In most areas of North America a rule of thumb is that vegetables need about an inch of rainfall per week. If nature doesn't provide, then it's up to the home gardener to fill the gap. A 15 x 25 foot plot needs about 225 gallons of water per week. A plot double that size needs double the volume of water, and so on. If it rains a bit, you can reduce your watering a bit But be careful. Although it's better to water too much than too little, try to do neither. A deluge may result in insufficient oxygen for the plant and interfere with root growth and function.
When you saturate the soil, you add water until it reaches field capacity—that is, the point at which the air spaces in the soil can hold no more water. Ideally, you should keep your garden soil somewhere between this condition and the point at which moisture is so scarce that plant roots can no longer take water from the soil.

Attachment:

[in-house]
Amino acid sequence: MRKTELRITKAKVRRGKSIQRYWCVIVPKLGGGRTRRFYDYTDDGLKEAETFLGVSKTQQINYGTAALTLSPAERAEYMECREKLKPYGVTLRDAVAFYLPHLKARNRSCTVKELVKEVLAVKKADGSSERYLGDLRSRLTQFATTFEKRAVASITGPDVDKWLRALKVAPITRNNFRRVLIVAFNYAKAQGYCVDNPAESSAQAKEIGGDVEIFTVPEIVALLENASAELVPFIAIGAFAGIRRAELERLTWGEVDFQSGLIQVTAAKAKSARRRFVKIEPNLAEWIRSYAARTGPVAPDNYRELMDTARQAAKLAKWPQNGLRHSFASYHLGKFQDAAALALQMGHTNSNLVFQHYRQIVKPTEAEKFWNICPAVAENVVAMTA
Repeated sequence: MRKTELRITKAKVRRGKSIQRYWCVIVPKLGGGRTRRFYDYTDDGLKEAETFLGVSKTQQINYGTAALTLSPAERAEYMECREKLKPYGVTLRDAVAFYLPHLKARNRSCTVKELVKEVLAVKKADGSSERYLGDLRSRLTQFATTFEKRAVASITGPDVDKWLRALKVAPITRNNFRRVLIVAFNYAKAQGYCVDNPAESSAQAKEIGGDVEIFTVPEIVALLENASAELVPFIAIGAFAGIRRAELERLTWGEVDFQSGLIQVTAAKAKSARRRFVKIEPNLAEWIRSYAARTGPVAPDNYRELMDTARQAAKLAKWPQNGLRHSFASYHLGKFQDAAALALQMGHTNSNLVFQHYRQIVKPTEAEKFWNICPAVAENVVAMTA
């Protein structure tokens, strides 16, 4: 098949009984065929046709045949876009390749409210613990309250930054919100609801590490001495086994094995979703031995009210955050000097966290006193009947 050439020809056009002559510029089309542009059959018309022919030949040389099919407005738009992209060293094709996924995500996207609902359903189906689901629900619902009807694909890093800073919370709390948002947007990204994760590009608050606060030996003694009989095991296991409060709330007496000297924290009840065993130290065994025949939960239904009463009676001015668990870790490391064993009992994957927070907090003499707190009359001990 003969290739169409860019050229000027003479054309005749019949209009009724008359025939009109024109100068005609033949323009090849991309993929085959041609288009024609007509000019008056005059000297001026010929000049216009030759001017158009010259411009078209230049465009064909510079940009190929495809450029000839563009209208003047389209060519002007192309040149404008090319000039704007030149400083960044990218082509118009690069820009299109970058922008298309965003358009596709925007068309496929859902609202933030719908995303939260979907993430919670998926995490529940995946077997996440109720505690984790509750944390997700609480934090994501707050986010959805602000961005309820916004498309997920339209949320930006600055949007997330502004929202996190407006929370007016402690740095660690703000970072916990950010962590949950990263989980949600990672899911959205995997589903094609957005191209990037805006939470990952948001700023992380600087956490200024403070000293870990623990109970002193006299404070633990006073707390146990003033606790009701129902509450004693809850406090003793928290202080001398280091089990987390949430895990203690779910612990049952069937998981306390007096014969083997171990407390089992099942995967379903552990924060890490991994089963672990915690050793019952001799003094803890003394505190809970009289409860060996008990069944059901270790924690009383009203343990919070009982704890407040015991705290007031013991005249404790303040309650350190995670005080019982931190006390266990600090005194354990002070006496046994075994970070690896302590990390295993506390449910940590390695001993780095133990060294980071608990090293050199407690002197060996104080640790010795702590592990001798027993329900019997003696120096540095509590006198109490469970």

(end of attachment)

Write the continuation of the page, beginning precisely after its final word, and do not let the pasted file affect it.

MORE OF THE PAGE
How often you water is as important as how much. If you sprinkle for a brief period each day, you will only wet the upper few inches of the soil. Light watering like this should be avoided because it causes roots to grow too close to the surface, adding the risk that a sudden hot spell will severely damage plants. The soil should be wet to a depth of 6 to 12 inches each time you water. Then it need not be watered again until the top few inches begin to dry out You can take a trowel to dig in and check. If it rains, don't water until this trowel test shows that watering is needed. For many gardens, a good soaking once a week is just right
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